“Drool” (2011) from Jeremiah Kipp, in collaboration with Mandragoras Art Space, is an absorbing four minutes that is always evocative and atmospheric–alternating between disturbing moments, tenderness, and eroticism.  Experimental in its storytelling, the short is dialogue free and bathed in mystery–and its leads in the “drool” of the title–a slimy substance of unknown origin.  The audience is left to draw its own conclusions in terms of meaning.  Placental/amniotic fluid at birth (with an actor nude and in the fetal position at start and finish), a body/life consumed by an addictive substance, bodily fluids exchanged during intimacy/disease transmission, and control/possession are all possible interpretations.   Visually compelling, “Drool” is stark, yet stylish; using potent black and white imagery to lend a music video level of stylishness to abstract narrative.  Director of Photography Salinoch and editor Scott W. Perry have created a sleek, flowing look appropriate to the title.  Featuring expressive physical performances from actors Laura Lona (also serving as producer) and Brian Uhrich , a neutral space location, fog/smoke, and a haunting melodic score, “Drool” will linger in the memory.

“Drool” can be viewed here: http://vimeo.com/33438309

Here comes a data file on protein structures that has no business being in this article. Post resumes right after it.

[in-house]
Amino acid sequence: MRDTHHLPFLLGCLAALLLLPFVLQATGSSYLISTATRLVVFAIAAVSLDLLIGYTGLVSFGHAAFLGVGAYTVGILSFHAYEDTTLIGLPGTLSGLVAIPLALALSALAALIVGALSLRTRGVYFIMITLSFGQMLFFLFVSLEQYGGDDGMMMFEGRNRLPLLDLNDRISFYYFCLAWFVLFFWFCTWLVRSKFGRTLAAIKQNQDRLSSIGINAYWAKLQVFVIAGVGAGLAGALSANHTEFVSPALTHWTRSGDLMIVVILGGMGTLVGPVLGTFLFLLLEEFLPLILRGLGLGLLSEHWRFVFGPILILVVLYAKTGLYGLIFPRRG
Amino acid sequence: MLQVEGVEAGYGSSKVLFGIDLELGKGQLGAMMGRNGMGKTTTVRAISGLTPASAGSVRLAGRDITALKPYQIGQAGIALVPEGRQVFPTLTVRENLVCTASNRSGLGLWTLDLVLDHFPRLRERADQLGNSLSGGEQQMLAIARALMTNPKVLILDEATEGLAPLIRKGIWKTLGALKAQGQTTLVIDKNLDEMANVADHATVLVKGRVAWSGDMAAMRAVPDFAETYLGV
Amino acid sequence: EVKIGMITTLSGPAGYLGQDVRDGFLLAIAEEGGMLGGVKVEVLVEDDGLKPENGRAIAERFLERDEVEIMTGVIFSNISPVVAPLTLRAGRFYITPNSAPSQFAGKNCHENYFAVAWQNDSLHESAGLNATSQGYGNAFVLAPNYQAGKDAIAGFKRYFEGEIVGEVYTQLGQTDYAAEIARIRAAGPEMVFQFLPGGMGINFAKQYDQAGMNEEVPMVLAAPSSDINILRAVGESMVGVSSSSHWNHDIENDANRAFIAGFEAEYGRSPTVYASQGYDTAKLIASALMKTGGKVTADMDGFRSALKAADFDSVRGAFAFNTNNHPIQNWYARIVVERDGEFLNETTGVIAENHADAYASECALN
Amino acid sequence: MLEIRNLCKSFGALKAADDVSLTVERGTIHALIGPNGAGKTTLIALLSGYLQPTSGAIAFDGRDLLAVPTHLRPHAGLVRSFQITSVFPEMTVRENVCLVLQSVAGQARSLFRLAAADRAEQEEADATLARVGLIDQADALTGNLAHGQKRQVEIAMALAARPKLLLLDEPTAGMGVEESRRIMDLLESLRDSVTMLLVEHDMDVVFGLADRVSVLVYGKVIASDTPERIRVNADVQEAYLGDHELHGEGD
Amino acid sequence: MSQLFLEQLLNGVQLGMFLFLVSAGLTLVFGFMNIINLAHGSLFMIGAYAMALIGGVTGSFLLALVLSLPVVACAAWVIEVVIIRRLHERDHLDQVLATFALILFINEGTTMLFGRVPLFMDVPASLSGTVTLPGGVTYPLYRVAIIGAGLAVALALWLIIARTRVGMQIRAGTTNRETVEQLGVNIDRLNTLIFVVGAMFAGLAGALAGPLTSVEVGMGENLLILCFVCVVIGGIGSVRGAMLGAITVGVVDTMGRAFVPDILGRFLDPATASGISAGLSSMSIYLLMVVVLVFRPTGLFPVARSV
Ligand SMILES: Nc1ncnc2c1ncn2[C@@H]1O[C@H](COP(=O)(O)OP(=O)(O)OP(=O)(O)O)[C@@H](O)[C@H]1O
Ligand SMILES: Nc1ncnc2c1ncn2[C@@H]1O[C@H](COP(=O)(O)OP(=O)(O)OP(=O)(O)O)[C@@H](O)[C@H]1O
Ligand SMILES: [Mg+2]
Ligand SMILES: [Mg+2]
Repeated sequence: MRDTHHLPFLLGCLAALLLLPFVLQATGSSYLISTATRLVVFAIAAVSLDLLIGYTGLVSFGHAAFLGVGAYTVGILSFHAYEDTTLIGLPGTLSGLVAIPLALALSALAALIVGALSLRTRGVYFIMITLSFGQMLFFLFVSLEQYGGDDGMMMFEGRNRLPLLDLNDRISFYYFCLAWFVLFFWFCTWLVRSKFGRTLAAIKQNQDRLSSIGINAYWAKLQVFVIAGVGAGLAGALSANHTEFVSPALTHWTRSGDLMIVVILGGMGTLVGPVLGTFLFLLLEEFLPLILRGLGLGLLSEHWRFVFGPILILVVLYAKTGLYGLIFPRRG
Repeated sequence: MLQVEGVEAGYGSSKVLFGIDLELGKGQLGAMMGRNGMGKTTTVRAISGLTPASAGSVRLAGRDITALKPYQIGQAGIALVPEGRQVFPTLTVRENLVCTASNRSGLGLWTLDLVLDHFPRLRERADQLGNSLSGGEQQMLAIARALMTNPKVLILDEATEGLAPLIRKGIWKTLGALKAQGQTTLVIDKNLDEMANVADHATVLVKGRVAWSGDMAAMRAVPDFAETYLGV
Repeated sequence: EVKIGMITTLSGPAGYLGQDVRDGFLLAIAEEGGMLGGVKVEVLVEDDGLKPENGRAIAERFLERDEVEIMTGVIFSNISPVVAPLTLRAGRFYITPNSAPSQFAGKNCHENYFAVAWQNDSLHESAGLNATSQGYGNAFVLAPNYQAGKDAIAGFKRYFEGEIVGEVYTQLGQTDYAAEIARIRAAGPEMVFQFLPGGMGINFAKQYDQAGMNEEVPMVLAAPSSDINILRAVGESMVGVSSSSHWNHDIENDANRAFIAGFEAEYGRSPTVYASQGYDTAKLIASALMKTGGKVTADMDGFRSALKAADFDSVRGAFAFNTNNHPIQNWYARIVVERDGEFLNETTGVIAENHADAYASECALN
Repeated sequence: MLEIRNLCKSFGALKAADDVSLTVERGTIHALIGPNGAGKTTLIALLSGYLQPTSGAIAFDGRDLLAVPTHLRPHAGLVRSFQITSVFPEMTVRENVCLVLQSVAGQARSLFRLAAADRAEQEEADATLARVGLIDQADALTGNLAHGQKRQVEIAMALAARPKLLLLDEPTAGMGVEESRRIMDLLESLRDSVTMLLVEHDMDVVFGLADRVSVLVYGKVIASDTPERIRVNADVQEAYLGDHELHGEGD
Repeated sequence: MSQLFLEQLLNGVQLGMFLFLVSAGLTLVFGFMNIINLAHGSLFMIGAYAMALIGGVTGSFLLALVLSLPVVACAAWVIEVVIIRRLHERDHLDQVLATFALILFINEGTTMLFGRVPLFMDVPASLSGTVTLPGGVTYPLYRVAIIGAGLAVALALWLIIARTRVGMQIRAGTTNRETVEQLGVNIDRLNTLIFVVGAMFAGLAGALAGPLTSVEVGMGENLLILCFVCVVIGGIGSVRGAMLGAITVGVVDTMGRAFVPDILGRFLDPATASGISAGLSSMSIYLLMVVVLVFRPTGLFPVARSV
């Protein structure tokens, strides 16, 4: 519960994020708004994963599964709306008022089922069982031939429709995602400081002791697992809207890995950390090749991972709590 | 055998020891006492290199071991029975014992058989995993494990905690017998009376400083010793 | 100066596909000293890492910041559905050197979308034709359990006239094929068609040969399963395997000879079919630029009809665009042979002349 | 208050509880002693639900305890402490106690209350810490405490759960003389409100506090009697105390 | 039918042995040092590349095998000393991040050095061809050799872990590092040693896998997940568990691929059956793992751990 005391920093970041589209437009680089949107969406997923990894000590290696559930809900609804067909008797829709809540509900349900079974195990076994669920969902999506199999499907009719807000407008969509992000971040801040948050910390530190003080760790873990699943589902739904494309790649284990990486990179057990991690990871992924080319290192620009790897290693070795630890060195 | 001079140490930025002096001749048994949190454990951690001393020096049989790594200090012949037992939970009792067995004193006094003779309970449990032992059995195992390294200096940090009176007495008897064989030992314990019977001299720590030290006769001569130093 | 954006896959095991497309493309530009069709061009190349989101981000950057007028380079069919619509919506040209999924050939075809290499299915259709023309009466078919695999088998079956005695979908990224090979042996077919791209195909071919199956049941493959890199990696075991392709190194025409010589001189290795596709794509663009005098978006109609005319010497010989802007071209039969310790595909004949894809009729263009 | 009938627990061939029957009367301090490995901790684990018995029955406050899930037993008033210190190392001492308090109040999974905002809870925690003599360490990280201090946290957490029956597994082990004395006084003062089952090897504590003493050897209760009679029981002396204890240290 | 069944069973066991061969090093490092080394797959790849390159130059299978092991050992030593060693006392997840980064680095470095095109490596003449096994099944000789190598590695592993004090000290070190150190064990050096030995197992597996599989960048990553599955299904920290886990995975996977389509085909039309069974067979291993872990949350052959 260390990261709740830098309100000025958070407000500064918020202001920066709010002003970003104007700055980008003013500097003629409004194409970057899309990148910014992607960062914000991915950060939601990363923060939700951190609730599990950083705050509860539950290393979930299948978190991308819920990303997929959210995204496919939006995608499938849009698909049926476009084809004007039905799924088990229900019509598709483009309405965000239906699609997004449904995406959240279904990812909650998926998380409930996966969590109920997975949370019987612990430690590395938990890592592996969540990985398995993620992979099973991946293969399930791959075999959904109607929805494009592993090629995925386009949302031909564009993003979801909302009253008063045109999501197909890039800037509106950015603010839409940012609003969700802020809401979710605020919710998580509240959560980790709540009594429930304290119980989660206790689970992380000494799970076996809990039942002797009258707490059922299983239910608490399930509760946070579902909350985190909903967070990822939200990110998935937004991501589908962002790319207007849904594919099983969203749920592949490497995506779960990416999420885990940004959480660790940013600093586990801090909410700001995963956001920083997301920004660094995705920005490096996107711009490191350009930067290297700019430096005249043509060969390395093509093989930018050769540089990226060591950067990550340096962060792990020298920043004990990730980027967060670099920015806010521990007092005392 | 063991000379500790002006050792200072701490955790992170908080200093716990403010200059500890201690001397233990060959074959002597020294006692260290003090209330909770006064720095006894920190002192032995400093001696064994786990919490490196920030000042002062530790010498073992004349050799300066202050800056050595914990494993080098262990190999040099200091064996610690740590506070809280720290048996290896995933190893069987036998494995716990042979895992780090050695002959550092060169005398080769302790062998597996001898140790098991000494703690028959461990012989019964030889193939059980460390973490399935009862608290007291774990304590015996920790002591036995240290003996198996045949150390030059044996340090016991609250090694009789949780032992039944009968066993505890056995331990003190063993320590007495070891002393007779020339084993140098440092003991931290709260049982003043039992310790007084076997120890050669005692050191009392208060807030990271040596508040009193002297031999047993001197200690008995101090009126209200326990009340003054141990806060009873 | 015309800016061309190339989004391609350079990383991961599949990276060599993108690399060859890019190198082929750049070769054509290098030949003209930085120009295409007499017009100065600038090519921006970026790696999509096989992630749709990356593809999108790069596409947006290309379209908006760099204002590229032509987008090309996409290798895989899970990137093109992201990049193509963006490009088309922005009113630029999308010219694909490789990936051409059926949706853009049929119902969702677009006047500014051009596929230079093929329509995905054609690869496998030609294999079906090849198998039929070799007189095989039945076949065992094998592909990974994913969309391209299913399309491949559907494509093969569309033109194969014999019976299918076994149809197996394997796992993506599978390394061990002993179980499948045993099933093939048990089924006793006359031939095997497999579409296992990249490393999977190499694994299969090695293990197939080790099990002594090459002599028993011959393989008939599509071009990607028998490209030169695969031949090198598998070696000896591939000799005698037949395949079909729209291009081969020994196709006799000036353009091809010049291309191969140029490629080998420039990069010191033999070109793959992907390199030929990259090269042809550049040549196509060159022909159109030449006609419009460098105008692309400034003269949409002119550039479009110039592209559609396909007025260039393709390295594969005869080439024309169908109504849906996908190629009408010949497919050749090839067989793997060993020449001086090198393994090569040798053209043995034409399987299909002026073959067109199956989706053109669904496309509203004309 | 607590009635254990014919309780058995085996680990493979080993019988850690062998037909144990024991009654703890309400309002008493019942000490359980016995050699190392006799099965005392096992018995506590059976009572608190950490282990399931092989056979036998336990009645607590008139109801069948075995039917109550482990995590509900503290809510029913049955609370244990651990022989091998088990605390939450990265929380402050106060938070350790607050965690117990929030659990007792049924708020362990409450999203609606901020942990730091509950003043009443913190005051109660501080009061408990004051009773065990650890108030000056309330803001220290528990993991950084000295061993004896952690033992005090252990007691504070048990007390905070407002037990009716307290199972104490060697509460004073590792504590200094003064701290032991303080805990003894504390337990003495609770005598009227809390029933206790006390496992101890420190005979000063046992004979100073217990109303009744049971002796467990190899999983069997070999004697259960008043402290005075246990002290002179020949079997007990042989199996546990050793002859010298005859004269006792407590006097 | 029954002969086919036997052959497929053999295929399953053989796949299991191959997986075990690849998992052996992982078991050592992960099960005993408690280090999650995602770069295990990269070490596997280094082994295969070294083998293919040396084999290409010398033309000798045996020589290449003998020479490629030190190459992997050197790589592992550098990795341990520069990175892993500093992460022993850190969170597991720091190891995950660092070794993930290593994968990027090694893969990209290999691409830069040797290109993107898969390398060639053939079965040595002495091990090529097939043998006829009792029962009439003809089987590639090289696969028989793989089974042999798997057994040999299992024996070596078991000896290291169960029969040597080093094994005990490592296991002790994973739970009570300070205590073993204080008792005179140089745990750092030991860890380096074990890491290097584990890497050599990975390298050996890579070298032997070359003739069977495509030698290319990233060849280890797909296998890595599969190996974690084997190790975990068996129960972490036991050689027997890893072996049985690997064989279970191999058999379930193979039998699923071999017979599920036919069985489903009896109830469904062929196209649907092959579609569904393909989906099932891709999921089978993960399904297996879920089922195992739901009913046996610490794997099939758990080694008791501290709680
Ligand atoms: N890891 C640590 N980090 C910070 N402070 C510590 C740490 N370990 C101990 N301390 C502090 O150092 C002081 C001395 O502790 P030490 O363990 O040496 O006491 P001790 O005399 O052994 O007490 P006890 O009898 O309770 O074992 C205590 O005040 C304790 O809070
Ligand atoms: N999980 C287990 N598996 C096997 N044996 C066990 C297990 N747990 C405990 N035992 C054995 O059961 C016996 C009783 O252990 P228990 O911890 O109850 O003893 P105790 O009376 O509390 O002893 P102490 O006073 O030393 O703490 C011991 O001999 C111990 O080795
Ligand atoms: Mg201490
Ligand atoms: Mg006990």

I previously watched two shorts from up-and-coming filmmaker Jeremiah Kipp: the darkly beautiful suicide saga Crestfallen, featuring Deneen Melody (2011), and mind and body merging through drug trance in CONTACT (2009).  Kipp has an extensive background as an AD on horror/suspense projects and has recently moved into the director’s seat–on these two shorts, as well as an intriguing, forthcoming film starring Tom Savini called The Sadist.  More about The Sadist in a bit.

There are several notable strengths on display in Kipp’s shorts. A sleek, fluid look adds much to both the feel and production value. CONTACT uses a stark black and white look to great effect, while “Crestfallen” utilizes a lush, dark color palette.  There is skillful use of light and shadow.  Cinematographer/editor Dominick Sivilli deserves commendation.  Much is able to be conveyed without dialogue in these pieces, a testament to strong performances, writing, and editing.  Narrative is shown through gesture, flashes from memory, and photographs. Well chosen settings are able to contribute a distinct sense of place.  A haunting ominousness can be felt throughout, even in tender moments. Music is effectively chosen and adds much to mood.  Both shorts feature nudity from their female protagonists, which rather than feeling gratuitous, adds to characterization, with characters being emotionally (and literally) exposed, stripped-down, and vulnerable. And CONTACT features a very effective bit of makeup and gore FX that is jarring and well-executed.

While any film featuring Savini is worth checking out for curiosity alone, I am especially intrigued about The Sadist.  Given the strength of these shorts, I am looking forward to seeing what a feature from Kipp would hold in store.  The new film features Tom Savini as a combat veteran with serious psychological damage who stalks campers and hunters in the woods . Currently in post-production, I would suggest keeping an eye out for further updates on both The Sadist and filmmaker Jeremiah Kipp.—-Cory Graham

CONTACT is available at: http://vimeo.com/16334767
The Sadist trailer can be seen here: http://vimeo.com/14663470